[23]   The plaintiff's family physician testified that when he first examined her after the incident, she had "no particular tenderness. Muscle strengths and tendon reflexes normal." Plaintiff's family physician also noted that the plaintiff experienced muscle spasms on this visit as well as all but one other following the accident. After prescribing physical therapy and treating her for two months for muscle spasms and headaches, he referred her to an orthopedic surgeon, Dr. Maxey. This referral was made October 30, 1998. The plaintiff preferred a different doctor, Dr. Judy Wright and went to see Dr. Wright on December 2, 1998.

[24]   Dr. Wright treated the plaintiff until May of 1999. Dr. Wright testified that the plaintiff had complaints of neck pain, shoulders aching and occasional tingling in her feet and fingers. Dr. Wright ordered a series of diagnostic tests including an EMG, NCV and a MRI. She also prescribed a TENS unit, which provides electrical stimulation therapy, and ordered additional physical therapy. The results of the EMG and NCV showed "no cervical spine damage" and "no radiculopathy" but did show mild damage to the median nerve related to a pre-existing injury. The results of the MRI noted "a slight reversal of the normal cervical curvature with no evidence of subluxation; and, two, there is no herniation or bulging of the discs in the cervical region."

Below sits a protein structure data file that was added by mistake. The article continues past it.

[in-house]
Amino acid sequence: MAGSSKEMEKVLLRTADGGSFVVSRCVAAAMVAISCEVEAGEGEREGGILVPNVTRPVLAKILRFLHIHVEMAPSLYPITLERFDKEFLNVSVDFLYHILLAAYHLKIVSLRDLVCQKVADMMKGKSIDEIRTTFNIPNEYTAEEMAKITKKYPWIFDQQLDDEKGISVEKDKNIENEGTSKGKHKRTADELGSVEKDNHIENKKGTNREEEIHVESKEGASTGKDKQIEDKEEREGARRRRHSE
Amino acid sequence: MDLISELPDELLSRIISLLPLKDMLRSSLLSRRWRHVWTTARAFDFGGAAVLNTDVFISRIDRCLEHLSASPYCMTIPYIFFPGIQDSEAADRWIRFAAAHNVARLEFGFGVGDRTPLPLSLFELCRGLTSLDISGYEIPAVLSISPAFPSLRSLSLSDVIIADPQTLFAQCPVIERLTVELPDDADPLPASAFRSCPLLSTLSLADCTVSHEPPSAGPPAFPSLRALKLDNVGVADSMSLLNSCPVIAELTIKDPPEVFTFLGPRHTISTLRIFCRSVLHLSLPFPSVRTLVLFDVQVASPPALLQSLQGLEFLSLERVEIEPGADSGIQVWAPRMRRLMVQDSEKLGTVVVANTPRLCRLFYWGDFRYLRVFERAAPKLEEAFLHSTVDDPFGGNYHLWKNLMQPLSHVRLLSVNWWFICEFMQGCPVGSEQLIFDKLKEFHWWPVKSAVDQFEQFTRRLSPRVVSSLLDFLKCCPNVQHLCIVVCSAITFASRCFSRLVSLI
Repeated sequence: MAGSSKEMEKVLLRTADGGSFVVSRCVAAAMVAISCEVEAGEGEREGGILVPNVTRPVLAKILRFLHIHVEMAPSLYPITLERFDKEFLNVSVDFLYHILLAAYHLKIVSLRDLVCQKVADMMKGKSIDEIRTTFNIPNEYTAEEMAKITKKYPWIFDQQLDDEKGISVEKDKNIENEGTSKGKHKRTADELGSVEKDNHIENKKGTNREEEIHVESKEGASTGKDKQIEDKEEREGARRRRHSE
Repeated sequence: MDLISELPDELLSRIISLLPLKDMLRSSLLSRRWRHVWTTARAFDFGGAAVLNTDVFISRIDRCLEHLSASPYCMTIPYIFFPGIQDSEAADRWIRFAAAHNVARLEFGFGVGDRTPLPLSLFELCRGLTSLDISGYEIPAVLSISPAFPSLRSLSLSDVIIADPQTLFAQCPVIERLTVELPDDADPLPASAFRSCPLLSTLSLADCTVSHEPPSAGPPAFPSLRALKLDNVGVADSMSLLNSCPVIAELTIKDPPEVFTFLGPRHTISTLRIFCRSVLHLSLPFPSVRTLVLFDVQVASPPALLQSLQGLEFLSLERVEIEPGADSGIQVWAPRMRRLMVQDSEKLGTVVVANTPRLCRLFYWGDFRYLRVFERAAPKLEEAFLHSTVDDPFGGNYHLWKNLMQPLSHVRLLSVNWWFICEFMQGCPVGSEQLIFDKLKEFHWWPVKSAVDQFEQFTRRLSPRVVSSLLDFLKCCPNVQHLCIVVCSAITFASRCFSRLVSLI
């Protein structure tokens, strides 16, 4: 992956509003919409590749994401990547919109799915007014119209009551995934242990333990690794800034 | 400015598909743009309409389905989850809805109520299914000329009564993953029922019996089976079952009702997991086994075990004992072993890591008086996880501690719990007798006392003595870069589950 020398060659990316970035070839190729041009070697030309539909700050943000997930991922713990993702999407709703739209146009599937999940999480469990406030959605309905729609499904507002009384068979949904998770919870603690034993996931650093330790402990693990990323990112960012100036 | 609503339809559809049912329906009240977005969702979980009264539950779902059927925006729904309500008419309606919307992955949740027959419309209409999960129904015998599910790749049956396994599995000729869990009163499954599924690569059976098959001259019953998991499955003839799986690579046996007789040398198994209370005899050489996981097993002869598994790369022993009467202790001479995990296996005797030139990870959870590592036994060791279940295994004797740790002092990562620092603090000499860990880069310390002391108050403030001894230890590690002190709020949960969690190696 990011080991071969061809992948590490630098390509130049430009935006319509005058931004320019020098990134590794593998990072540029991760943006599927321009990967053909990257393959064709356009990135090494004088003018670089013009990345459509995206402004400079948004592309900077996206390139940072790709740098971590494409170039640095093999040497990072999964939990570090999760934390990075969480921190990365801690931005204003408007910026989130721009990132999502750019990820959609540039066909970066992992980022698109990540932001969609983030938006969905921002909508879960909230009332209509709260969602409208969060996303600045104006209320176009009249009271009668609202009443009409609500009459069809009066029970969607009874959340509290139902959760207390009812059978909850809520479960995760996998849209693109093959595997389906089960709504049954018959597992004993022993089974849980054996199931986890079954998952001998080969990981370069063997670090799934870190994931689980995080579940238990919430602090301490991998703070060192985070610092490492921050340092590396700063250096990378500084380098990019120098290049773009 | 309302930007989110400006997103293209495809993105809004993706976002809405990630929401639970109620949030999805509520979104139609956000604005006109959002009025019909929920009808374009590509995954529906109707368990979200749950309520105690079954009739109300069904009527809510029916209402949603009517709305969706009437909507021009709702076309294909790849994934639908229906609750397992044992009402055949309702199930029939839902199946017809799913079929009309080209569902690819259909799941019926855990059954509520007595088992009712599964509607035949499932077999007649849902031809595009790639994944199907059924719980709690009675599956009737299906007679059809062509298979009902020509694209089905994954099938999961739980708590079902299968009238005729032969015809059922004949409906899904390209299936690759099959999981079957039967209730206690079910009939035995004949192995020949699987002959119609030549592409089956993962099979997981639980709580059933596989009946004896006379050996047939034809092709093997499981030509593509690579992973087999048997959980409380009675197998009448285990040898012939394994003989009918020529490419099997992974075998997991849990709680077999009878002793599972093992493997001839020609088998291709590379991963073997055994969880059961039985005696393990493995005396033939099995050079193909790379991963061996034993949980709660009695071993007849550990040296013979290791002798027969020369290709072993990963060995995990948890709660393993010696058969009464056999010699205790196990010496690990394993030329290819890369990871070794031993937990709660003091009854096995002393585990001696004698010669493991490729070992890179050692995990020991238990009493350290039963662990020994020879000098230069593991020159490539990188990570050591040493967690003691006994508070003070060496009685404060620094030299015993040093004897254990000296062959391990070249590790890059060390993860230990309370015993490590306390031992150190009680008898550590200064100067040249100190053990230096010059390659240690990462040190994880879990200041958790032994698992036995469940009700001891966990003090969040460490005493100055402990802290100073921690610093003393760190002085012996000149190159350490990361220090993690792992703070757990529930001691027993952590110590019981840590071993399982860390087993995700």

[25]   Dr. Wright further noted that when she last treated the patient on May 7, 1999, the patient's condition was "back to her normal" and that she had "fully recovered from her cervicothoracic spine strain without permanent disability."

[26]   Both Dr. Wright and Dr. Morris opined that the plaintiff's injuries were causally related to the automobile accident. Both physicians testified that their causation analysis was based upon the subjective information supplied by the plaintiff. Dr. Wright testified that the nature of a person's injury in such matters depends on the amount of force, the position of the person and the body's response. Both physicians testified that they had no knowledge as to the amount of force created by the accident, the speed of the vehicles or the position of the plaintiff.

[27]   When testifying as to the basis for his opinion that this accident caused the plaintiff's injuries, the plaintiff's family physician testified as follows:

[28]   "Q. So really the basis for your causation opinion

[29]   is that Miss Canopy told you, I was in an automobile accident, that is why I am here to see you?